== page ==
Using mobile technology to save lives in India

A campaign using mobile phone calls and voice-note storytelling boosted immunisation and handwashing demand and uptake in Uttar Pradesh, India.

  • 6 May 2024
  • 5 min read
  • by Edward Brydon
Gavi/2023/Rakesh Kumar
Gavi/2023/Rakesh Kumar


One simple phone call is helping to save lives and improve health in Uttar Pradesh, India.

In India alone, 146,000 children under five years old die from diarrhoea and pneumonia each year. That’s 6 deaths out of every 1,000 live births. The northern state of Uttar Pradesh has been particularly affected, with high prevalence recorded for both diarrhoea (15% compared to 1.8% in the least affected district) and pneumonia (57% compared to 13.7% in the districts with lowest incidence).

The campaign employed a voice-based broadcast model to deliver simple, consistent and entertaining messages that delivered vital information about immunisation and handwashing to parents in Uttar Pradesh, India.

Broadcasting via mobile phones is making a difference. Combining audio dramas on vaccination and hygiene, personalised messages, mobile reminders and regular group dial-in calls with health care providers, a new campaign has helped change behaviour in the region. It raised immunisation awareness among carers, and got more parents to use vaccination and handwashing with soap. These interventions can be vital in protecting children under five from illness and death.

Why a mobile-first campaign can be successful

Mobile phones have high penetration in India. In a population of 1.4 billion, there are 1.2 billion mobile users. Moreover, people are increasingly using mobile phone technology to look after their health and wellbeing. By 2020, health app downloads had increased by 38% year-on-year in India, reaching 76 million downloads in 2021. 

However, around 56% of people in India use a feature phone. These have more limited functions than smartphones, but do have multimedia capability and internet access, in addition to voice calling and texting.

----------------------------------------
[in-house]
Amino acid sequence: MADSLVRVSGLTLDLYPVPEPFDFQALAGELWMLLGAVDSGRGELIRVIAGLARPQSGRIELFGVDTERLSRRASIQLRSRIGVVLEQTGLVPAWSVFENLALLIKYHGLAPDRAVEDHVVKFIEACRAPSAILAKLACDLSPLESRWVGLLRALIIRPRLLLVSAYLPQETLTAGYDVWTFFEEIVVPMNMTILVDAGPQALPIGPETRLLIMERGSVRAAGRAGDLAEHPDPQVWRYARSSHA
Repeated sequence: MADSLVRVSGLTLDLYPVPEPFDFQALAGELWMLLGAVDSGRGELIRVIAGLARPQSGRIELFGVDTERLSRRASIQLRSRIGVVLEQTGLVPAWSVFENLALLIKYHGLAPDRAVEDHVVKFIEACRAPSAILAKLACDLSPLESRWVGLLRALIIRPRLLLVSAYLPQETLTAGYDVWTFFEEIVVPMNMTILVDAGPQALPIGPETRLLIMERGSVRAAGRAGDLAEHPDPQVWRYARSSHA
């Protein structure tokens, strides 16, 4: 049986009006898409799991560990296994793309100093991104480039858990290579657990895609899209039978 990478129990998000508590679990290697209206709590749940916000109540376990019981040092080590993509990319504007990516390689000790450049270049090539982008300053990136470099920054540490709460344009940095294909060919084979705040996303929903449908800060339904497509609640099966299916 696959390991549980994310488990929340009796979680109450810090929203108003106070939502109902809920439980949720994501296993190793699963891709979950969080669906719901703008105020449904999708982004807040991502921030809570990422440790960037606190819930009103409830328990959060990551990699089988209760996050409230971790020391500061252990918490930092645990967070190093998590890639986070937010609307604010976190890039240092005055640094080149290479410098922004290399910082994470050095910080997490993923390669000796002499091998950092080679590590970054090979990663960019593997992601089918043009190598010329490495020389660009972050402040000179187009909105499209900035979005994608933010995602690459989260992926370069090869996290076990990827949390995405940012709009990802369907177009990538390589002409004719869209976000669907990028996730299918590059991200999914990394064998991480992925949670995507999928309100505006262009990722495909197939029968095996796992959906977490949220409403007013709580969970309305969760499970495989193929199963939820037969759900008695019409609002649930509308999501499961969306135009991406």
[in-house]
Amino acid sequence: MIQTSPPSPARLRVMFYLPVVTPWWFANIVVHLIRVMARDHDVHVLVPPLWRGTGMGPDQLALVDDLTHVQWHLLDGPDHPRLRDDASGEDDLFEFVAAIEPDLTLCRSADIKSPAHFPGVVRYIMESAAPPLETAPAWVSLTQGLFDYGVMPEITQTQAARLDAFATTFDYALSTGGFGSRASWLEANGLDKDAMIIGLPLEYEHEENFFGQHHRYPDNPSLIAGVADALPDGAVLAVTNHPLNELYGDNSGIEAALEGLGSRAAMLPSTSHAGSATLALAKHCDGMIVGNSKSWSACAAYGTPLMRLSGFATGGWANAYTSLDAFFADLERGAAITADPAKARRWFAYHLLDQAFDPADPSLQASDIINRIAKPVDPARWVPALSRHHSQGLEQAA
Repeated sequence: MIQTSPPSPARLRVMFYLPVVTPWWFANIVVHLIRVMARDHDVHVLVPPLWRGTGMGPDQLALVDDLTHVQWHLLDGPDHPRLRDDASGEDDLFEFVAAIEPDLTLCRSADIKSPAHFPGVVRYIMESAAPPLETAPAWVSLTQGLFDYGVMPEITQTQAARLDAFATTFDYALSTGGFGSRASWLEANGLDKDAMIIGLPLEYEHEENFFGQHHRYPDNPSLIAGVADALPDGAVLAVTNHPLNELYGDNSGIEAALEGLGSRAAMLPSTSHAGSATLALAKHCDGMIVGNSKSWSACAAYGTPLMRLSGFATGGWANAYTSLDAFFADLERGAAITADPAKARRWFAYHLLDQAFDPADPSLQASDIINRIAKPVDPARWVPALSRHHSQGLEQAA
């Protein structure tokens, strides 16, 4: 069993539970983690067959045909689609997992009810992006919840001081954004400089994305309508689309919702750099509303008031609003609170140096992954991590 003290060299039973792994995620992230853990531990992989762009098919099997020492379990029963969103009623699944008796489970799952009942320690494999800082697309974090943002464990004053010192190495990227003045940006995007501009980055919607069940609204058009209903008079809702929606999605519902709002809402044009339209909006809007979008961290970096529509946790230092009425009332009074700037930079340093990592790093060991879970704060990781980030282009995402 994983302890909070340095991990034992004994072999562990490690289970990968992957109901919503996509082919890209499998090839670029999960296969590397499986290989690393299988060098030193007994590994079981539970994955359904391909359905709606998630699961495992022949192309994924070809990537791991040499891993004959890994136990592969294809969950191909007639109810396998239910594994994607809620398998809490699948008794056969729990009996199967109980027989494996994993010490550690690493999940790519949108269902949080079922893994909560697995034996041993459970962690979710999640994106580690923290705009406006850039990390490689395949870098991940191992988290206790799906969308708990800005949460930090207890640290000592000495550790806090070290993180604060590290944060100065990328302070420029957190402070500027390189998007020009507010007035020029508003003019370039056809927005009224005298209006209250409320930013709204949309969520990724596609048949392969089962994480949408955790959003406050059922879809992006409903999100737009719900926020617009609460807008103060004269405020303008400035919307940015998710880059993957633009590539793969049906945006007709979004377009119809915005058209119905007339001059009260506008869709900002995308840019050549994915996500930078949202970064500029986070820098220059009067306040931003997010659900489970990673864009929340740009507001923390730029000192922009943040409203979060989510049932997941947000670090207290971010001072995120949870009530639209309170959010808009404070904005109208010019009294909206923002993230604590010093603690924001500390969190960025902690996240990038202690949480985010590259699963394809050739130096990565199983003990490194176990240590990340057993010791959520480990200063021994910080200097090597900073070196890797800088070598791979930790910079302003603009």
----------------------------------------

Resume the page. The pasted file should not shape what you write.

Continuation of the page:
Recognising that lack of access to the latest mobile technology should not be a barrier to health, Gavi, the Vaccine Alliance and Unilever Lifebuoy adopted a mobile-first voice messaging approach in the third phase of their Safal Shuruaat (Successful Beginnings) handwashing and vaccination awareness programme for carers. This phase of the programme was an opportunity to design interventions that could be easily scaled and replicated.

Tailored voice calls to change health behaviour

The campaign employed a voice-based broadcast model to deliver simple, consistent and entertaining messages that delivered vital information about immunisation and handwashing to parents in Uttar Pradesh, India.

Parents known to their health care workers were the first to be signed up to the campaign’s voice service platform. This meant that those signing up had existing health data on record. Over seven months, the parents received one audio drama story each week on the themes of handwashing and vaccination, as well as personalised reminders.

These finely crafted messages were framed in terms of success, using the idea of thriving children and good parenting to inspire behavioural change. They fell into in three categories:

  1. Reinforcing parental identity and their wish for the health and success of their child by being the best parents they can be;
  2. Highlighting the number of people who had engaged in these health behaviours in the local area as a social norm or proof; and